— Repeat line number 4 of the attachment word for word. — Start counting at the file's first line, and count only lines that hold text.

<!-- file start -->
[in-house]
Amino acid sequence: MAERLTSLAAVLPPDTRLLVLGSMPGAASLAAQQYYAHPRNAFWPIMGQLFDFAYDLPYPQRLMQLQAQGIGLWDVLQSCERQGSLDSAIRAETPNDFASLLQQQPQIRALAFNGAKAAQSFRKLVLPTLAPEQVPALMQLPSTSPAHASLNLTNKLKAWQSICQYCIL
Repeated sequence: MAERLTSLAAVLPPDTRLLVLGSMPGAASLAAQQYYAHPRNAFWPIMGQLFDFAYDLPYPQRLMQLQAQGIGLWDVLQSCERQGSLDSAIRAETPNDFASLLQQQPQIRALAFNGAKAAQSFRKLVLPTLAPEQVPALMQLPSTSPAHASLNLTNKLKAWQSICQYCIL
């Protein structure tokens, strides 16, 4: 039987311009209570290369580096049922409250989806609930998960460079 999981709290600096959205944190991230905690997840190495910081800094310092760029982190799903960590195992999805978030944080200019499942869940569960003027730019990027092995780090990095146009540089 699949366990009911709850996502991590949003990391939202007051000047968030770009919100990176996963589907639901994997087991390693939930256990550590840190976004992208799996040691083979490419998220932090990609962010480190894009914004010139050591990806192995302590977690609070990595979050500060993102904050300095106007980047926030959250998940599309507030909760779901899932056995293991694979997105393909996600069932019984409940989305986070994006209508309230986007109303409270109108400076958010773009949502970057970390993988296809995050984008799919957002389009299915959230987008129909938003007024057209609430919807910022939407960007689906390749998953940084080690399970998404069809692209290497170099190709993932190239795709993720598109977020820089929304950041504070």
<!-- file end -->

């Protein structure tokens, strides 16, 4: 039987311009209570290369580096049922409250989806609930998960460079 999981709290600096959205944190991230905690997840190495910081800094310092760029982190799903960590195992999805978030944080200019499942869940569960003027730019990027092995780090990095146009540089 699949366990009911709850996502991590949003990391939202007051000047968030770009919100990176996963589907639901994997087991390693939930256990550590840190976004992208799996040691083979490419998220932090990609962010480190894009914004010139050591990806192995302590977690609070990595979050500060993102904050300095106007980047926030959250998940599309507030909760779901899932056995293991694979997105393909996600069932019984409940989305986070994006209508309230986007109303409270109108400076958010773009949502970057970390993988296809995050984008799919957002389009299915959230987008129909938003007024057209609430919807910022939407960007689906390749998953940084080690399970998404069809692209290497170099190709993932190239795709993720598109977020820089929304950041504070």